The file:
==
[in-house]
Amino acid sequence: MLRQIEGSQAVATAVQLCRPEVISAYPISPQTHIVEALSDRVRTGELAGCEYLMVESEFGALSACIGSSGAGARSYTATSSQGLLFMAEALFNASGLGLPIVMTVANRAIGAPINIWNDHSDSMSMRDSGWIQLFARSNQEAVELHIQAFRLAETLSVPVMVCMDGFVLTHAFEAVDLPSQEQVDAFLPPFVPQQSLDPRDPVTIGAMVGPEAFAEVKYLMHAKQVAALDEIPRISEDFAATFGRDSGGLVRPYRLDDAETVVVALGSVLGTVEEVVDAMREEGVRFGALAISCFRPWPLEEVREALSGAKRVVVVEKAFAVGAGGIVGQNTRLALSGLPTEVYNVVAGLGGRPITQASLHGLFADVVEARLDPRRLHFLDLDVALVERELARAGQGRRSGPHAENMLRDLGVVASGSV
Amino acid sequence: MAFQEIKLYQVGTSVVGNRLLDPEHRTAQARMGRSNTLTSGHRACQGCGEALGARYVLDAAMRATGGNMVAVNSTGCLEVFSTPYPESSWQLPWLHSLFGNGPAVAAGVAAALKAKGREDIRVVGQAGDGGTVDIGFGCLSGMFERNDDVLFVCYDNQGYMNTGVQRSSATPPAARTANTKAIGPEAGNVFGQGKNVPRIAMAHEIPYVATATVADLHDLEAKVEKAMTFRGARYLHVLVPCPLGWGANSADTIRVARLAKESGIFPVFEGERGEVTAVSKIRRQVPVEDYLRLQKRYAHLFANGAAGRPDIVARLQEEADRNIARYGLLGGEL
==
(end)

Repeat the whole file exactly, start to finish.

[in-house]
Amino acid sequence: MLRQIEGSQAVATAVQLCRPEVISAYPISPQTHIVEALSDRVRTGELAGCEYLMVESEFGALSACIGSSGAGARSYTATSSQGLLFMAEALFNASGLGLPIVMTVANRAIGAPINIWNDHSDSMSMRDSGWIQLFARSNQEAVELHIQAFRLAETLSVPVMVCMDGFVLTHAFEAVDLPSQEQVDAFLPPFVPQQSLDPRDPVTIGAMVGPEAFAEVKYLMHAKQVAALDEIPRISEDFAATFGRDSGGLVRPYRLDDAETVVVALGSVLGTVEEVVDAMREEGVRFGALAISCFRPWPLEEVREALSGAKRVVVVEKAFAVGAGGIVGQNTRLALSGLPTEVYNVVAGLGGRPITQASLHGLFADVVEARLDPRRLHFLDLDVALVERELARAGQGRRSGPHAENMLRDLGVVASGSV
Amino acid sequence: MAFQEIKLYQVGTSVVGNRLLDPEHRTAQARMGRSNTLTSGHRACQGCGEALGARYVLDAAMRATGGNMVAVNSTGCLEVFSTPYPESSWQLPWLHSLFGNGPAVAAGVAAALKAKGREDIRVVGQAGDGGTVDIGFGCLSGMFERNDDVLFVCYDNQGYMNTGVQRSSATPPAARTANTKAIGPEAGNVFGQGKNVPRIAMAHEIPYVATATVADLHDLEAKVEKAMTFRGARYLHVLVPCPLGWGANSADTIRVARLAKESGIFPVFEGERGEVTAVSKIRRQVPVEDYLRLQKRYAHLFANGAAGRPDIVARLQEEADRNIARYGLLGGEL